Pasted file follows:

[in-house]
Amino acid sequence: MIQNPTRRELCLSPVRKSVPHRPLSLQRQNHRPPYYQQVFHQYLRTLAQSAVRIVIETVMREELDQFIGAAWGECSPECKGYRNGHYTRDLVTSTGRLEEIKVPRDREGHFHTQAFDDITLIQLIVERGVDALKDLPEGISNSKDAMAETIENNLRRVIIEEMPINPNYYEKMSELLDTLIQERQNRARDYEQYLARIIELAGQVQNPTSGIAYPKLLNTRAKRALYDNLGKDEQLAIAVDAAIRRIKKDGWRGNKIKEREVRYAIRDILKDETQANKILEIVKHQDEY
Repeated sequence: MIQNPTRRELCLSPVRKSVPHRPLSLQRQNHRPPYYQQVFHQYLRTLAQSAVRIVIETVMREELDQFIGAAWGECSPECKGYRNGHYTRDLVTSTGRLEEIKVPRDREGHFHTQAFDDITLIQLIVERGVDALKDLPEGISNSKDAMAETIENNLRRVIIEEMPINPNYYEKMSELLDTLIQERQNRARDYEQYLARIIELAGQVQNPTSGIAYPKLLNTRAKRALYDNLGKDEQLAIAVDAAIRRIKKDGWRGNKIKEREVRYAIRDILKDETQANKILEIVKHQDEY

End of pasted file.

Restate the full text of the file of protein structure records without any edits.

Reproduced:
[in-house]
Amino acid sequence: MIQNPTRRELCLSPVRKSVPHRPLSLQRQNHRPPYYQQVFHQYLRTLAQSAVRIVIETVMREELDQFIGAAWGECSPECKGYRNGHYTRDLVTSTGRLEEIKVPRDREGHFHTQAFDDITLIQLIVERGVDALKDLPEGISNSKDAMAETIENNLRRVIIEEMPINPNYYEKMSELLDTLIQERQNRARDYEQYLARIIELAGQVQNPTSGIAYPKLLNTRAKRALYDNLGKDEQLAIAVDAAIRRIKKDGWRGNKIKEREVRYAIRDILKDETQANKILEIVKHQDEY
Repeated sequence: MIQNPTRRELCLSPVRKSVPHRPLSLQRQNHRPPYYQQVFHQYLRTLAQSAVRIVIETVMREELDQFIGAAWGECSPECKGYRNGHYTRDLVTSTGRLEEIKVPRDREGHFHTQAFDDITLIQLIVERGVDALKDLPEGISNSKDAMAETIENNLRRVIIEEMPINPNYYEKMSELLDTLIQERQNRARDYEQYLARIIELAGQVQNPTSGIAYPKLLNTRAKRALYDNLGKDEQLAIAVDAAIRRIKKDGWRGNKIKEREVRYAIRDILKDETQANKILEIVKHQDEY